Commercial Invoice

Commercial Invoice document in blue folder

A commercial invoice is a primary legal document required when making international shipments. It is a contract issued by the exporter of the goods (typically the seller or consignor) for the importer of goods (buyer or consignee).

Its primary purpose is to:

  • Provide proof of sale between the seller and buyer;
  • Be used during customs clearances for the calculation of taxes and duties.

There is no fixed format for a commercial invoice, however, it should detail the price, quantity and full description of goods being sold. It should also include any terms and conditions of trade agreed upon by the consignor and consignee.


  • A commercial invoice is an important document issued by a consignor in international shipping.
  • A commercial invoice is used during customs clearance to determine any taxes and duties owed.
  • Commercial invoices are legal contracts between consignors and consignees. They primarily detail:
    • the price, quantity and description of goods being exported,
    • the terms and conditions agreed upon by both parties.

Importance of a Commercial Invoice

Unlike the Bill of Lading (BoL), a commercial invoice does not authorize a transfer of ownership of shipped goods. Instead, it is used as a breakdown of the taxes and tariffs payable by the consignee, which greatly speeds up customs clearance processes.

It is an important document that details most of the necessary information for international trade, benefitting consignees, consignors and customs in the following ways:

  • Required by customs 

A commercial invoice is used during customs clearance for commodity control and valuation. It is used to calculate the duties and taxes owed by the consignee.

  • Helps with record keeping 

The document thoroughly details information about the consignee, consignor and the description and value of goods. It thus exists as a comprehensive written record for international trade transactions.

  • Prevents exploitation 

A commercial invoice legally binds both parties to complete the transaction in accordance with mutually agreed upon terms. Consignees get to cross-check the goods received against the item price, quantity and quality thoroughly described in the document. Consignors get to serve a notice of payment.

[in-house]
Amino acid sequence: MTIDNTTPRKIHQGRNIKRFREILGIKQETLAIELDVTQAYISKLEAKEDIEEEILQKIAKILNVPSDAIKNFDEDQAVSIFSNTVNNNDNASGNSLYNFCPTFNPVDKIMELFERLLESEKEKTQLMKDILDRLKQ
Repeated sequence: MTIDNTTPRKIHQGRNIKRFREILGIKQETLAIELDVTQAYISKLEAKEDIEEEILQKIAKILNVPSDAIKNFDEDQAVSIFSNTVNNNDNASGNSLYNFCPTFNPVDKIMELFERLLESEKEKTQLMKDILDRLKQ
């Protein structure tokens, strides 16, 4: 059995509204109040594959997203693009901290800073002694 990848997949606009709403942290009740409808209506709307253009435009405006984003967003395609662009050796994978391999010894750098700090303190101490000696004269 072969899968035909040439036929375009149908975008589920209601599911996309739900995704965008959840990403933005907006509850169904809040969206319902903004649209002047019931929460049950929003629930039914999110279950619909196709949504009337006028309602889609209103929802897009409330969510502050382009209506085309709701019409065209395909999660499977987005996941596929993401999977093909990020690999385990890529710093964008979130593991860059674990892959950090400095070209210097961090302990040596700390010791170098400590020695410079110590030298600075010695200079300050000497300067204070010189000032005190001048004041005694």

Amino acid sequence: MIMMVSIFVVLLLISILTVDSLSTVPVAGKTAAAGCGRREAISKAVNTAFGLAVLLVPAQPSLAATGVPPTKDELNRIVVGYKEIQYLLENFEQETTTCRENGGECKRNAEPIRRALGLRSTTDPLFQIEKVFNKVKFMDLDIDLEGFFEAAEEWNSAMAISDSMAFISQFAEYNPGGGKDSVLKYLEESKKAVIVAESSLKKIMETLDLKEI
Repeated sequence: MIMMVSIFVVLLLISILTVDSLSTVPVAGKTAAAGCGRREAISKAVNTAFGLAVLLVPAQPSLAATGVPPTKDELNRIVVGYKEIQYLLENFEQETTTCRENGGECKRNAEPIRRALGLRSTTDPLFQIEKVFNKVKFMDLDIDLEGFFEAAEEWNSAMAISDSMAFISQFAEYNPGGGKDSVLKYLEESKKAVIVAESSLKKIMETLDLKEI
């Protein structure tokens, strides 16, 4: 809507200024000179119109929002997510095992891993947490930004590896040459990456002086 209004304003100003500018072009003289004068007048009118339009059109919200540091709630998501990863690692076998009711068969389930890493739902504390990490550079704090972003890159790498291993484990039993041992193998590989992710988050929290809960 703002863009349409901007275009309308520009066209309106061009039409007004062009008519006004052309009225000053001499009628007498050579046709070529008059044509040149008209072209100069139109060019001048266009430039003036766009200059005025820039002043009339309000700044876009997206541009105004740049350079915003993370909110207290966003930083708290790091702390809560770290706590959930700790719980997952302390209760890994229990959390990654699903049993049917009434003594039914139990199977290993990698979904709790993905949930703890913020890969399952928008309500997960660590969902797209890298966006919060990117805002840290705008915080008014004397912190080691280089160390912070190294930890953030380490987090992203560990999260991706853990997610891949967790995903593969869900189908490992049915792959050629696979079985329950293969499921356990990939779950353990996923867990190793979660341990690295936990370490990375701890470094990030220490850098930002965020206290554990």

Commercial Invoice Template — How To Fill In

There is no fixed format for commercial invoices, but there are several main details that are important to cover. If a freight forwarder is hired, they typically provide customs clearance services. They will review the document to ensure it is optimized to make the customs process more efficient.

Below is a sample of a commercial invoice:

How to fill in a commercial invoice step-by-step
Adapted from eForms

Important details that need to be included are:

  1. BoL number / Air waybill (AWB) number
  2. Date of export
  3. Consignor’s export references: invoice number and order number
  4. Consignor’s and consignee’s names, complete addresses and tax identification numbers
  5. Details about the export: country of export, reason for export, country of ultimate destination
  6. Importer’s name, address and contact number (if not the same as consignee)
  7. Full description of the goods, including number of packages, weight, price, 6 digit HS code
  8. Total weight, number of packages, currency and total invoice value
  9. Payment method and incoterm
  10. Consignor’s name and signature

How To Value Free Samples (No Value Commercial Invoice)

When shipping free samples, it is recommended to include the item’s actual value with a note to state that there will be no charge to the consignee. The consignor may also write down that the value stated is for customs use only. 

It is common practice for brands to intentionally damage samples to prevent buyers from reselling them. For example, an ecommerce company may receive a slit, devalued pair of socks as a sample when considering adding a brand’s line to their store. In these types of cases, a “zero” value may be indicated with a note attached, similar to the one described above.

Difference Between a Commercial Invoice and Other Invoices

Commercial invoice vs tax invoice

A tax invoice is issued by a supplier, registered dealer or service tax provider. It details the amount charged for goods and services and its base amount, on which tax is payable. Businesses can use it as a primary document for claiming input tax credit for goods and services.

A commercial invoice is issued by a company or individual exporting goods internationally. It details descriptions of the goods being sold, its quantity and price, and the terms of sale. It is used by customs to calculate duties taxes and cannot be used to claim input tax credits.

Commercial invoice vs proforma invoice

A proforma invoice is issued before a transaction, giving prospective buyers an estimated breakdown of the goods they might want to import. It is a quotation that outlines the proposed terms of the transaction. It is not legally binding.

A commercial invoice is issued while the transaction is taking place, as a request for final payment. It contains terms that have already been agreed upon by both parties, and is legally binding.

Once a proforma invoice has been agreed upon by the buyer, a commercial invoice is prepared and issued by the seller.

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